Wash Your Dishes
Wash Your Dishes
By Pastor Steve Kelly / Books /
(Adapted from the Accent of Leadership)
Imagine it is early morning, and you are eager to begin a new day. Rubbing the sleep from your eyes, you wander into the kitchen and prepare a pot of coffee to brew. As the sun’s warm rays poke through the morning mist, your body is ready for that morning jolt of caffeine. As you reach into your cupboard for a mug to pour your hot beverage in, you are drawn to your favorite one. This glossy ceramic piece with the logo of your favorite team is your frequent choice in the morning. However, as you begin to pour the hot black liquid into your mug, your bleary eyes widen in dismay – the inside of the mug is filthy! Unfortunately it is too late, and the coffee you just poured is now ruined.
In this scenario, the cleanliness of the inside of this mug was of utmost importance to your morning coffee experience. While the outside of the mug was sparkling and clean, the inside had bits of dried-on oatmeal or residue from soup that you’d eaten a few days earlier. Whichever, regardless of the exterior of the mug, the state of the inside matters. The same is true of our souls and our bodies. As much as we take the time to shower and use deodorant, we need to be much more adamant about the conditions of our hearts.
Throughout the Gospels, we read accounts of Jesus interacting with the Pharisees, who were the Jewish religious leaders of that day. In the book of Matthew Jesus says to them, “Woe to you, teachers of the law and Pharisees, you hypocrites! You are like whitewashed tombs, which look beautiful on the outside but on the inside are full of the bones of the dead and everything unclean. In the same way, on the outside you appear to people as righteous but on the inside you are full of hypocrisy and wickedness” (Matthew 23:27).
The Pharisees prided themselves in their ability to uphold the law and present the image of a morally righteous life. However, Jesus’ emphasis was that God was more concerned with the condition of the heart than He was with outward works. This caused conflict between Jesus and the Pharisees on many occasions. The Pharisees were meticulous about maintaining their public reputation, and neglected the condition of their heart, which was only seen by God.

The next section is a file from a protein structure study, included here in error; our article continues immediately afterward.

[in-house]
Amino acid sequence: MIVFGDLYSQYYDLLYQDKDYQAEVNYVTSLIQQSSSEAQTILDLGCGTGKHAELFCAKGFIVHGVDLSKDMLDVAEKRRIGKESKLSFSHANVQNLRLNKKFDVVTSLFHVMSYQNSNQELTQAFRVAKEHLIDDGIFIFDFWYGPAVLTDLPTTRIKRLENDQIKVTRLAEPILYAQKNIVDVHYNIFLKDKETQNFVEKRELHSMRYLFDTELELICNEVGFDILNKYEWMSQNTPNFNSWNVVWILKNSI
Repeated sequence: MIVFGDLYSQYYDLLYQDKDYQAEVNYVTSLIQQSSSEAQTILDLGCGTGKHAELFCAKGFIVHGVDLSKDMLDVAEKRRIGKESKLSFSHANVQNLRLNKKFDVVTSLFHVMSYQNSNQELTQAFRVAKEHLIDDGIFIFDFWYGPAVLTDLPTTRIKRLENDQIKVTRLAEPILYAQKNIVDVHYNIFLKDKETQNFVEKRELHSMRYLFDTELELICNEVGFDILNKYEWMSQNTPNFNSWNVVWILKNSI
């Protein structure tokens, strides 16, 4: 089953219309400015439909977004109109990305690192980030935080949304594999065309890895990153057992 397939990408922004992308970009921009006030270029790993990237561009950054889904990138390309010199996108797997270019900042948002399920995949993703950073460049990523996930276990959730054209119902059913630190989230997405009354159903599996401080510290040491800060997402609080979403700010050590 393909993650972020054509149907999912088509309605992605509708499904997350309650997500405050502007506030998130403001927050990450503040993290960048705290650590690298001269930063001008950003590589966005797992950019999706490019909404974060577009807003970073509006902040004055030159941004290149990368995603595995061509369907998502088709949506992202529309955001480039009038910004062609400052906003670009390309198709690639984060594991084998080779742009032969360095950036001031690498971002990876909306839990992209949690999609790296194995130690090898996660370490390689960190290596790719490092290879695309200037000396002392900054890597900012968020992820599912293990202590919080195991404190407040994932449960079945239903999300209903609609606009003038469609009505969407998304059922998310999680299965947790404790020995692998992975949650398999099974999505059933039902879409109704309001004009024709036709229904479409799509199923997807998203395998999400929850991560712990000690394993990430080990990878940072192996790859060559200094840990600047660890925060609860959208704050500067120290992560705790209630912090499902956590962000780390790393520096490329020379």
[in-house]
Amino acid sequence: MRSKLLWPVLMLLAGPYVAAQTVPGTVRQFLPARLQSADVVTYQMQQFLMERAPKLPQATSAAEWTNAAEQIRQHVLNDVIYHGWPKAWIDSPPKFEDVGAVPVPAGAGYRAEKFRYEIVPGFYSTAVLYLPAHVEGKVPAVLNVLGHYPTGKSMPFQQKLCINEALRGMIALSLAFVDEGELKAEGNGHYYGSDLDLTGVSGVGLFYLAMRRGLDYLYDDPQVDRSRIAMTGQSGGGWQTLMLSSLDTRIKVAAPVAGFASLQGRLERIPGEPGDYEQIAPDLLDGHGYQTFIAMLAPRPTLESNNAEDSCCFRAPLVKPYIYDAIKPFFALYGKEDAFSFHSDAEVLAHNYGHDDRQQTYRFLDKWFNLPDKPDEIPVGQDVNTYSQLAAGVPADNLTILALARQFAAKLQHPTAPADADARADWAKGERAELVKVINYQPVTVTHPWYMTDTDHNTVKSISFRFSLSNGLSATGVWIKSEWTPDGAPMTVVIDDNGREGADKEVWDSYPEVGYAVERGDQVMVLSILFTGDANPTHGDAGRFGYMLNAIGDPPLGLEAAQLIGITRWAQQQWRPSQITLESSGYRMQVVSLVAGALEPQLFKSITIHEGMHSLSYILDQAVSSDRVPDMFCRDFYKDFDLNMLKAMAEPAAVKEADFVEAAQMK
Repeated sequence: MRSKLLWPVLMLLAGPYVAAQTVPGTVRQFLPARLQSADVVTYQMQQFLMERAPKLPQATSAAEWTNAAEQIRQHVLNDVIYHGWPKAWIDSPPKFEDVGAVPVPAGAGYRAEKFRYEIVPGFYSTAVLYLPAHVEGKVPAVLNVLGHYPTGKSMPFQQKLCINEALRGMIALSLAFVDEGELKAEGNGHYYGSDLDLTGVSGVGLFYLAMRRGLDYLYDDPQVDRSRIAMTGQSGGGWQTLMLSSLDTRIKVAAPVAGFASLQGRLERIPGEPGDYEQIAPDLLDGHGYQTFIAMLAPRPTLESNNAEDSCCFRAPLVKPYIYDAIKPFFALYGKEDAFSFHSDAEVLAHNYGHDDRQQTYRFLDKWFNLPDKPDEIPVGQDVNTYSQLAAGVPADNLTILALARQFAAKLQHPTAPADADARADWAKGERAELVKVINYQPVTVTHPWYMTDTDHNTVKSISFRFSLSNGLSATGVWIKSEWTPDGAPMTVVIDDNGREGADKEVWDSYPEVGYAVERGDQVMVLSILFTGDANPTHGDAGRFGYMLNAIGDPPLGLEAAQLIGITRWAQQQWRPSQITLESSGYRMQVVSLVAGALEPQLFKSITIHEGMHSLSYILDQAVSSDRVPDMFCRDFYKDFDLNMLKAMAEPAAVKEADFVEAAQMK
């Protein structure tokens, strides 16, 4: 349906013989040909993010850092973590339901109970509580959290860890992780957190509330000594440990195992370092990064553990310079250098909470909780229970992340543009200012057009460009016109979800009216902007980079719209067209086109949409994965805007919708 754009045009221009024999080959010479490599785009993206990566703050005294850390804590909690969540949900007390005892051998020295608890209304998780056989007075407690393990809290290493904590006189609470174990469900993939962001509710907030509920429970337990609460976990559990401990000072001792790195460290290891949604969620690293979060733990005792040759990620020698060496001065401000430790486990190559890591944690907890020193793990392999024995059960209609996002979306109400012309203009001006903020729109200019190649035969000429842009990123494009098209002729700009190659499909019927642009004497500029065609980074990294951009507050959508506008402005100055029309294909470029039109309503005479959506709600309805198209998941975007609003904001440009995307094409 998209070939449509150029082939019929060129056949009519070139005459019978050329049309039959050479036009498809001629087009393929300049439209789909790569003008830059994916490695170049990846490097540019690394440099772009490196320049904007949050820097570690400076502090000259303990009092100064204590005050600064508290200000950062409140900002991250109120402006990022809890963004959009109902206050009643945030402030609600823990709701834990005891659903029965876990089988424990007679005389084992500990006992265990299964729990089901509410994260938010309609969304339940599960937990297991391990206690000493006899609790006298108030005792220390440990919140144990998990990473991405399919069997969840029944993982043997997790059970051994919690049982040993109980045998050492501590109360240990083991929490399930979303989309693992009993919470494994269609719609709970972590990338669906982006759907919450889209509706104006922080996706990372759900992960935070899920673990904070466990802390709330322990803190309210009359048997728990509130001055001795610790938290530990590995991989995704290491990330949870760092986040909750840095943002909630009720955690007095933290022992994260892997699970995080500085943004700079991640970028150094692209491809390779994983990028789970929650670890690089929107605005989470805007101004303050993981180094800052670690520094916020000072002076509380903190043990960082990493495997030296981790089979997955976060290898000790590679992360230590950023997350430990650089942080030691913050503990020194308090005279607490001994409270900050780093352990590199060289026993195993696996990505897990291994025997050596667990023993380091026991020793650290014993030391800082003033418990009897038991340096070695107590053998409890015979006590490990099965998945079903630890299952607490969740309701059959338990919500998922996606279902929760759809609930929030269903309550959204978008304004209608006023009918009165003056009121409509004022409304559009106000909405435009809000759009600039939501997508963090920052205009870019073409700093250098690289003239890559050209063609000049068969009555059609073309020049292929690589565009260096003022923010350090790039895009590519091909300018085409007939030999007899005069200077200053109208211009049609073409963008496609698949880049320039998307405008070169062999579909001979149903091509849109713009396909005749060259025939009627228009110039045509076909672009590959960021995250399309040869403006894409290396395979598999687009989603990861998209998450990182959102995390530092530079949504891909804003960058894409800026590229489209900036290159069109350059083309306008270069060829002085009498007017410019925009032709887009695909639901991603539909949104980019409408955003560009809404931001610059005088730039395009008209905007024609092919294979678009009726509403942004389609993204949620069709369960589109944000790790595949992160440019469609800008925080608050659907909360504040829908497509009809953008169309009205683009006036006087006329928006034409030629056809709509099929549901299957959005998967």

Earlier in this same passage, Jesus compares this lifestyle to a cup that is only clean on the outside. If you clean only the outside of a mug, it is rendered useless, as the inside remains unable to hold anything of worth without tainting or defiling it. This is the same in our lives; if you do not place priority in maintaining a clean heart condition, you will not be able to possess anything righteous within.
As a Christian, this example serves as a condition to developing a spirit of excellence. It is easy to go through the motions of living a righteous and excellent life, but how is your heart? If you are simply doing tasks because they are required of you, or to meet a certain standard, you are missing the point. Excellence flows from a clean heart that is purposed to glorify God, and there is a distinction between accomplishing actions of excellence and carrying a spirit of excellence in your life. Acts of excellence simply focus on the exterior, like the Pharisees, while carrying excellence is ensuring that the inside of the cup, your heart, is clean first. When you direct your focus to the condition of your heart, the cleanliness of the outside will follow. Be encouraged to do things well and to the best of your ability because your heart is set on the things of God and in pursuit of His glory.